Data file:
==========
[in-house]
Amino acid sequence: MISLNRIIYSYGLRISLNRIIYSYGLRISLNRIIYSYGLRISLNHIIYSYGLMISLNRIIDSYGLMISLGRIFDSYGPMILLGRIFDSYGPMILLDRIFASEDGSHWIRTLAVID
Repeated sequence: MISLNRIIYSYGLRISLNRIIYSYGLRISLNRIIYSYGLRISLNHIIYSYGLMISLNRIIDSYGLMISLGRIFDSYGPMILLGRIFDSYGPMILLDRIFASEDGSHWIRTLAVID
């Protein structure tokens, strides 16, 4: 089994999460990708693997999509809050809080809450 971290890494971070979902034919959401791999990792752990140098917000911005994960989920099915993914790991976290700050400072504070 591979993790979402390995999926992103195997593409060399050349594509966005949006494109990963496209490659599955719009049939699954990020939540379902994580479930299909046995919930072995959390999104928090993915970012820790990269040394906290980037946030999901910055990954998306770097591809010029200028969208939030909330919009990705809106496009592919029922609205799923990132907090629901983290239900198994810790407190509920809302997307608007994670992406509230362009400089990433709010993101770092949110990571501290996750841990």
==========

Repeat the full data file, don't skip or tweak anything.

[in-house]
Amino acid sequence: MISLNRIIYSYGLRISLNRIIYSYGLRISLNRIIYSYGLRISLNHIIYSYGLMISLNRIIDSYGLMISLGRIFDSYGPMILLGRIFDSYGPMILLDRIFASEDGSHWIRTLAVID
Repeated sequence: MISLNRIIYSYGLRISLNRIIYSYGLRISLNRIIYSYGLRISLNHIIYSYGLMISLNRIIDSYGLMISLGRIFDSYGPMILLGRIFDSYGPMILLDRIFASEDGSHWIRTLAVID
């Protein structure tokens, strides 16, 4: 089994999460990708693997999509809050809080809450 971290890494971070979902034919959401791999990792752990140098917000911005994960989920099915993914790991976290700050400072504070 591979993790979402390995999926992103195997593409060399050349594509966005949006494109990963496209490659599955719009049939699954990020939540379902994580479930299909046995919930072995959390999104928090993915970012820790990269040394906290980037946030999901910055990954998306770097591809010029200028969208939030909330919009990705809106496009592919029922609205799923990132907090629901983290239900198994810790407190509920809302997307608007994670992406509230362009400089990433709010993101770092949110990571501290996750841990």